Weekly Human Rights News: 07-07-23
This week’s human rights news includes our work with NHS staff and the Law Society’s statement on the Legacy Bill breaching human rights.
We co-delivered a human rights workshop to senior NHS staff
Senior Human Rights Officer Katrin and Lived Experience Expert Hanna co-delivered our human rights workshop to NHS staff in North England. The workshop was designed for Practice Leads to support them in embedding a human rights culture across services and covered key rights that can come up in healthcare settings, such as the Article 3 right to be free from inhuman or degrading treatment.
We shared our monthly eNews celebrating human rights
July’s eNews went out to our mailing list with updates on a few of the reasons to celebrate human rights across the UK this month. We shared the news that the Rights Removal Bill has been shelved, the latest judgment finding the Rwanda policy is unlawful, our CEO’s speech at All Wales People First’s Advocacy Festival and new resources on LGBT+ rights and the Human Rights Act released during Pride month.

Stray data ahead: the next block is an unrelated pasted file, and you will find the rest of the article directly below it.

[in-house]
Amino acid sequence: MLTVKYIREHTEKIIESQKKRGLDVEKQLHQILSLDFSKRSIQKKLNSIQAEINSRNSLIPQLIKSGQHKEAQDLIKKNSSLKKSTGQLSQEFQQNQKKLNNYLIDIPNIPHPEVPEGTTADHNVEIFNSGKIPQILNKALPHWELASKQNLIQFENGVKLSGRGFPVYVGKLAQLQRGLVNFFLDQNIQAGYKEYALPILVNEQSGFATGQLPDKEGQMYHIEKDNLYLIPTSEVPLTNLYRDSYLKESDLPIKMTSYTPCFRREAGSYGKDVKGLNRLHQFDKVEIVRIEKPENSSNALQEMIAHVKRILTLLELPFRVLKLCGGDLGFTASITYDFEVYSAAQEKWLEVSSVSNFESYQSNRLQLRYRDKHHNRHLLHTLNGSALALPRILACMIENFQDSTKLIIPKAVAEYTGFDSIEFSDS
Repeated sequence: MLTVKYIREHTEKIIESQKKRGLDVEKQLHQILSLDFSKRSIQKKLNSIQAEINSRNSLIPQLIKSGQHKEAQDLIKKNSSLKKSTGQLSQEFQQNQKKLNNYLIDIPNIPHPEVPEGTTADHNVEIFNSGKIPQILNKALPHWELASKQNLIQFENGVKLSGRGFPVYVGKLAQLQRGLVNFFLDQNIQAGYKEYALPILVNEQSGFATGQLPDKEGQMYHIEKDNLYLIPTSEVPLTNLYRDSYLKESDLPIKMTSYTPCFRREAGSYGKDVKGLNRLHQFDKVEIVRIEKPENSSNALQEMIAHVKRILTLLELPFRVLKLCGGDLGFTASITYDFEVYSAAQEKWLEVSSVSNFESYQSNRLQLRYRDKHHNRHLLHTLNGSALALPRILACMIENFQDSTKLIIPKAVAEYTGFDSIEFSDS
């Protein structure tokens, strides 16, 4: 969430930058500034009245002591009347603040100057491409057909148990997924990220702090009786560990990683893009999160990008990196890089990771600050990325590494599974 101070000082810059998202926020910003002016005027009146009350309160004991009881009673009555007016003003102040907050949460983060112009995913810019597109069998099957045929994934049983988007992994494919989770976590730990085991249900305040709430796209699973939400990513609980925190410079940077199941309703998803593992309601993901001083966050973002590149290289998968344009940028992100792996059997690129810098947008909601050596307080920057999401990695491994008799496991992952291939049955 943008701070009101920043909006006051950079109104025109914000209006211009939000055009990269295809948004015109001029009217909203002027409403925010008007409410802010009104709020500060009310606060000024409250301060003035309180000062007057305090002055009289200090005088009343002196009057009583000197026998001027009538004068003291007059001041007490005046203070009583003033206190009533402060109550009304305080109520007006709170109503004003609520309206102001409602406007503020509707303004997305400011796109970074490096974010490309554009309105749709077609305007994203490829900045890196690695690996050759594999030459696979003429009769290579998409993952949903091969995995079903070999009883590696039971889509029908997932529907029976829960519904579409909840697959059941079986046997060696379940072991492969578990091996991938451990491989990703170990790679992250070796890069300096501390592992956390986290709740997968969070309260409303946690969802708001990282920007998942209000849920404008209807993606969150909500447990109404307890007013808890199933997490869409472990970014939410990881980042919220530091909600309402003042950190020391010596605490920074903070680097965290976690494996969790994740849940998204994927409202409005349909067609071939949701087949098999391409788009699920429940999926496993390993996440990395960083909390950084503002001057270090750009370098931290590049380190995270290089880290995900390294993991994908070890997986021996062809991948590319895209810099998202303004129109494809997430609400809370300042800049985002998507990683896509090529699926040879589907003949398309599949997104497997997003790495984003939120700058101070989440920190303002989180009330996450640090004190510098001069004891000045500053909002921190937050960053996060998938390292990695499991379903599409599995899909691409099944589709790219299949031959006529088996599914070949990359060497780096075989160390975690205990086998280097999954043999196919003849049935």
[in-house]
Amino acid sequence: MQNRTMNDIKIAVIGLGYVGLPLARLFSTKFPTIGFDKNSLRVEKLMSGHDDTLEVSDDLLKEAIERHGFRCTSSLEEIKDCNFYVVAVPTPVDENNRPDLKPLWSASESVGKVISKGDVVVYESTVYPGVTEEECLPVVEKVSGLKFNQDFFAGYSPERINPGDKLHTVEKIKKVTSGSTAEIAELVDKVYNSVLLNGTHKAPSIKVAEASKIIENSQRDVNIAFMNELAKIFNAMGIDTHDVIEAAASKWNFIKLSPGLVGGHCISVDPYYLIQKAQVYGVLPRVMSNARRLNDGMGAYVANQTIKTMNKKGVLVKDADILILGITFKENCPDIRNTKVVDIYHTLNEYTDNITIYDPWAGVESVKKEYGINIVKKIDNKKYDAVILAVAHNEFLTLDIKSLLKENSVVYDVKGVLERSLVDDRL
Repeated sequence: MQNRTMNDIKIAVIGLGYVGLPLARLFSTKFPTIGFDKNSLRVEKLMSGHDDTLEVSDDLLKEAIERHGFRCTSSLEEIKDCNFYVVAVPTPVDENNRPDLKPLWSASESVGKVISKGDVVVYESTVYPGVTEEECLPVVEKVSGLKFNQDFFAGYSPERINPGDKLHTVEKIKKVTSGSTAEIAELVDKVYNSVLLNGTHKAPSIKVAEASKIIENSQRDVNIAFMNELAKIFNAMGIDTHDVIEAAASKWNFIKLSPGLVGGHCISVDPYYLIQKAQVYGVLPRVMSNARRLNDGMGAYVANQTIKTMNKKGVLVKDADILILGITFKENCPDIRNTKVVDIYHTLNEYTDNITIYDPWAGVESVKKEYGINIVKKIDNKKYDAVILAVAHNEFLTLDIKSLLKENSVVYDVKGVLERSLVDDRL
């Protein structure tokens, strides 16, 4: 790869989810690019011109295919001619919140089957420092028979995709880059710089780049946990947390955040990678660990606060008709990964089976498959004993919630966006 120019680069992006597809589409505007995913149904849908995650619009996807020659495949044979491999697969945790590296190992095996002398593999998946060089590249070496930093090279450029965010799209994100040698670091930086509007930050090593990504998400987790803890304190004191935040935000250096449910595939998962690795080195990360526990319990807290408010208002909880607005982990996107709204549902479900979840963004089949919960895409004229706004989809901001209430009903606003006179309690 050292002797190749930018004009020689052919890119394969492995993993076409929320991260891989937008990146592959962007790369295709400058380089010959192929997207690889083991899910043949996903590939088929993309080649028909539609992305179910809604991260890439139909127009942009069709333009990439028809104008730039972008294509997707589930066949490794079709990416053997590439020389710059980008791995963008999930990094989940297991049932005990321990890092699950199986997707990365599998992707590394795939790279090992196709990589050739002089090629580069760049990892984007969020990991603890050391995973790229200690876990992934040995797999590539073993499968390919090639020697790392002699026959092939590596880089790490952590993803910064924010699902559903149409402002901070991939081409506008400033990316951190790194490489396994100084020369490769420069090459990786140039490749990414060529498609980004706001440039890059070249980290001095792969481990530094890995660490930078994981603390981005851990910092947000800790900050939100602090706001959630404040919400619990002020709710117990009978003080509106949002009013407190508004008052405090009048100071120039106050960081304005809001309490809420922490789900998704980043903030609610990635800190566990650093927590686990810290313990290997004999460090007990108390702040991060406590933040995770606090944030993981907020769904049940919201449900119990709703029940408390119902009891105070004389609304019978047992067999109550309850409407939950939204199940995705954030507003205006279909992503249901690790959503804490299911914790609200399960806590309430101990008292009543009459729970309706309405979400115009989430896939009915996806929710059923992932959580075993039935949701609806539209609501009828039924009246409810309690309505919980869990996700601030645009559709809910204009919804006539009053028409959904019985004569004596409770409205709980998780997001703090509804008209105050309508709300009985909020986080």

News from Elsewhere
The Law Society of Northern Ireland said the Legacy Bill breaches the right to life
The Northern Ireland Troubles (Legacy and Reconciliation) Bill proposed by the UK Government would establish an Independent Commission for Reconciliation and Information Recovery that would be responsible for investigations into Troubles-related deaths and serious injuries. The Bill would allow people to request to exchange information for immunity from prosecution. It would also prevent future inquests and civil actions related to the Troubles.
On Friday 7th July, the Law Society of Northern Ireland said it “opposes the denial of access to justice for victims and survivors and considers that this is incompatible with Article 2 ECHR (right to life).”
The Refugee Ban Bill will be considered by MPs again on Tuesday 11th June
The Refugee Ban Bill will have its last day of Third Reading in the House of Lords on Monday 10th July and the changes made by the Lords will be considered by MPs in the House of Commons on Tuesday 11th July. The Bill will enter the “ping pong” stage where the House of Lords and House of Commons have to try and agree its exact wording. The House of Lords made many changes to the original version of the Bill, including changing getting rid of the clause that would have disapplied the Human Rights Act and made it harder for people to access their rights.
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